I have been asked several times to comment on the current Memorandum of Understanding (MOU) between the Department of Economics at Florida State University and the Charles Koch Foundation. I have reviewed the current version of this MOU and the university’s relationship with the Koch Foundation. Contrary to misinformation being circulated, the current version of the agreement contains no provisions that violate the academic freedom of the faculty or the students or threaten the integrity of the university’s policies regarding faculty governance.
The original 2008 MOU raised concerns among some faculty. Former President Barron asked the Faculty Senate to review the agreement, and the Senate appointed an ad hoc committee of faculty to do so. The committee reviewed the 2008 MOU, discussed it with the broader faculty, and in 2011 made a series of recommendations for changes to the MOU and gift acceptance policies. Changes to the MOU were made and have been reviewed by the Faculty Senate Steering Committee, at my request. The President of the Faculty Senate, Dr. Gary Tyson, recently sent Vice President Sally McRorie the attached memo from the Senate Steering Committee in which he indicates that the members of the Steering Committee “do not believe that the 2013 MOU interferes with faculty governance, nor restricts academic freedom of faculty or students.”
The changes made in the current MOU protect against potential donor influence over faculty hiring decisions. A decision to hire is made entirely by the faculty of the department and the Dean, in accordance with university policy. After the decision to hire is made, a separate decision may be made to apply to the Koch Foundation for grant funding to support the position. The hiring decision is made based on the willingness and ability of the Dean and the department to support the position with university funds regardless of any subsequent grant funding decision eventually made by the Koch Foundation. The Koch Foundation is an external source to which a request for grant funding may be made, of which there are many at the university.
The faculty members of the economics department feel strongly that any attempt to limit their ability to obtain funding from the Koch Foundation is a violation of their academic freedom. The Chair of the department, Dr. Mark Isaac, stated, “I believe that any attempt by anyone, be they students, faculty, or external groups, to tell members of my department that they may not make a grant application to a foundation because ‘we don’t like that foundation’ is, at a minimum, a gross violation of academic freedom.”
Similarly, there is no donor control over the curriculum in the economics department. All decisions regarding course offerings and content are made by the Graduate and the Undergraduate Studies Committees of the department and the faculty members teaching the courses.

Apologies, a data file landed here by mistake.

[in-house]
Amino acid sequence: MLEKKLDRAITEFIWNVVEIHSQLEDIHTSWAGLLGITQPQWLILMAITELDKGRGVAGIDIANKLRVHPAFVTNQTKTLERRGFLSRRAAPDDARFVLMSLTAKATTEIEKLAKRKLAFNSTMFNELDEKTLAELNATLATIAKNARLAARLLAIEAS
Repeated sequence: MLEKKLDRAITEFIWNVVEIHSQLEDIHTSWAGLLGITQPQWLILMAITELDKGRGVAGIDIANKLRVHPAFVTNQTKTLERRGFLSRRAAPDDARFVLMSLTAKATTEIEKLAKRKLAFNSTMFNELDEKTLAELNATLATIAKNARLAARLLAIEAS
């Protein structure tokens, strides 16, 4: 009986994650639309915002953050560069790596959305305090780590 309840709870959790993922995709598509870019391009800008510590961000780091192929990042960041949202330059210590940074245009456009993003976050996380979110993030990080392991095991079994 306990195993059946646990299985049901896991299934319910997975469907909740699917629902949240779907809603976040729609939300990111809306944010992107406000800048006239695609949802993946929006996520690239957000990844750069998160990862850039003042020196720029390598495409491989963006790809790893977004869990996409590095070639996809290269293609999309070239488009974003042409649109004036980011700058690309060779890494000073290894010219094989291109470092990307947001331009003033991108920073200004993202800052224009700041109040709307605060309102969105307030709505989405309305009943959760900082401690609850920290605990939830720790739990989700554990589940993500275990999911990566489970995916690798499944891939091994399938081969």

The “alternative undergraduate program” in economics to which some so strenuously object is actually referred to in the 2013 MOU as an Economics Club. This club is now a registered student organization on campus, subject to all the rules governing such organizations, including that the students choose their faculty advisor.
The ad hoc faculty committee’s recommendations regarding the receipt of gifts by the FSU Foundation were sound. Gift policies have been reviewed to ensure that the autonomy and integrity of the faculty processes regarding hiring and curricula are preserved. Deans and Vice Presidents overseeing units accepting gifts are required to review and approve gift agreements, and have been instructed to consult with faculty and department chairs within their respective areas prior to signing an agreement. In addition, gift agreements are reviewed in advance by the FSU General Counsel’s Office, and gift agreements over $100,000 require review and signature by the Vice President for University Advancement, the Provost, and the President of the University.
Tom Jennings, Vice President for University Advancement, made it clear again last week that no gifts involving any curricular or hiring issues will be accepted without input from the Dean and the faculty involved. “I am asking the FSU Foundation to again review its gift acceptance policies to ensure that donors, their relatives, and their business associates have no control over the awarding of funds to individuals. Nor should they have influence over any faculty performance reviews, faculty or administrative appointments, or curriculum decisions.”
With regards to the “secrecy” claims, it should be noted that four senior FSU officials signed the 2013 MOU; then President Barron, then Provost Stokes, Vice President Jennings, and Dean Rasmussen. It was also reviewed by the General Counsel’s staff. This was hardly a secret document, except perhaps to those who were not at all concerned about it at the time.
In sum, both the Faculty Senate Steering Committee and the administration are satisfied that there are no provisions in the current MOU that restrict academic freedom or interfere with faculty governance on this campus. As the ad hoc committee of the Faculty Senate stated in 2011, “…external funding and expertise are celebrated and eagerly solicited by the university, with proper controls. We could not do our work without such generous support.” We have the proper controls in place, and we will continue to work with the faculty and staff to improve them.